Communications Policy and Information Technology: Promises, Problems, Prospects

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New technologies, although developed with optimism, often fall short of their predicted potential and create new problems. Communications technologies are no different. Their utopian proponents claim that universal access to advanced communications technologies can help to feed the hungry, cure the sick, educate the illiterate, improve the global standard of living, and ultimately bring about world peace. The sobering reality is that while communications technologies have a role to play in making the world a better place, the impact of any specific technological advance is likely to be modest.The limitations of new technologies are often not inherent in the technologies themselves but the result of regulatory or economic constraints. While the capability may exist to deliver any information anywhere in the world, many people lack the money to pay for it, the equipment to access it, the skills to use it, or even the knowledge that it might be useful to them. This book examines the complex ways in which communication technologies and policies affect the people whose lives they are intended to improve. The areas of discussion include Internet regulation, electronic voting and petitioning, monopoly and competition in communications markets,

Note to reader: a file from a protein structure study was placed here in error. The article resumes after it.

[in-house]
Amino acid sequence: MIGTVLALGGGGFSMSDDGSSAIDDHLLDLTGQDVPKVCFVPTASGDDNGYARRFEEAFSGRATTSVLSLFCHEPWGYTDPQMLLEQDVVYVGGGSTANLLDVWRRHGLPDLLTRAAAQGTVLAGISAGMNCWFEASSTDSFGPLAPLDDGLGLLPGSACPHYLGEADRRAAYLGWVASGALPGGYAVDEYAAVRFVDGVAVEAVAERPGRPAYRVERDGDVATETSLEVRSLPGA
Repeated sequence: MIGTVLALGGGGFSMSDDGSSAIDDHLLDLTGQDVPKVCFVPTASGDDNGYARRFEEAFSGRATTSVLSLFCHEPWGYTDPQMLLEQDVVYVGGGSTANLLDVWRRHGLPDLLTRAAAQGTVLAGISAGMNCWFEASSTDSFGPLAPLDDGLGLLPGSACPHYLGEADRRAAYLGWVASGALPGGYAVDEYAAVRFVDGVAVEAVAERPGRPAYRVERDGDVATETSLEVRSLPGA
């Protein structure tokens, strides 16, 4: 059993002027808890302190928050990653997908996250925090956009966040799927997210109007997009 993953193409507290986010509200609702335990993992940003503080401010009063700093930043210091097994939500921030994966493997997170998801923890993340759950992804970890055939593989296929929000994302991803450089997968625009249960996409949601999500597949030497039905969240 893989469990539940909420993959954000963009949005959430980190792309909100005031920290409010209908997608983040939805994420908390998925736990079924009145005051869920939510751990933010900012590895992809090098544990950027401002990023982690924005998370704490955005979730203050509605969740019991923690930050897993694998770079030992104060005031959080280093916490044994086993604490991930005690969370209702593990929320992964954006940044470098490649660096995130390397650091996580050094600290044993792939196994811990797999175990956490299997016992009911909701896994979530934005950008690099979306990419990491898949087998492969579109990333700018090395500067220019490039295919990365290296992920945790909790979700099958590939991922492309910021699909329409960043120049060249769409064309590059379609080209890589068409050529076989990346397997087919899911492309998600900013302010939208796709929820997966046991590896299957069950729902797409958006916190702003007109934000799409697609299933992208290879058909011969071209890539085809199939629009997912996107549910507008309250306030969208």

the future of wireless communications, and the concept of universal service.

The MIT Press

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Product Details

Meet the Author

Lorrie Faith Cranor is a Principal Technical Staff Member in the Secure Systems Research
Department at AT&T Labs-Research.

Shane Greenstein is Elinor and Wendall Hobbs Professor of Management and Strategy at the
Kellogg School of Management, Northwestern University.

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Table of Contents

1 ICANN, "Internet Stability," and the New Top Level Domains 3
2 ENUM: The Collision of Telephony and DNS Policy 25
3 On Target? The Shifting Standards for Determining Internet Jurisdiction 65
4 Security Considerations for Remote Electronic Voting over the Internet 105
5 Signing Initiative Petitions Online: Possibilities, Problems, and Prospects 119
6 Efficient Choice, Inefficient Democracy? The Implications of Cable and Internet Access for Political Knowledge and Voter Turnout 143
7 Assessing the Effectiveness of Section 271 Five Years after the Telecommunications Act of 1996 183
8 A Competitive Analysis of International Long Distance Calling 217
9 Ownership Concentration and Product Variety in Daily Newspaper Markets 235
10 Best Effort versus Spectrum Markets: 802.11 versus 3G? 255
11 Property Rights, Flexible Spectrum Use, and Satellite v. Terrestrial Uses and Users 277
12 Stronger than Barbed Wire: How Geo-Policy Barriers Construct Rural Internet Access 299
13 Telecommunications and Rural Economies: Findings from the Appalachian Region 317
14 Universal Service in Times of Reform: Affordability and Accessibility of Telecommunication Services in Latin America 347
15 Bringing the Internet to Schools: The U.S. and E.U. Policies 383
Index 401
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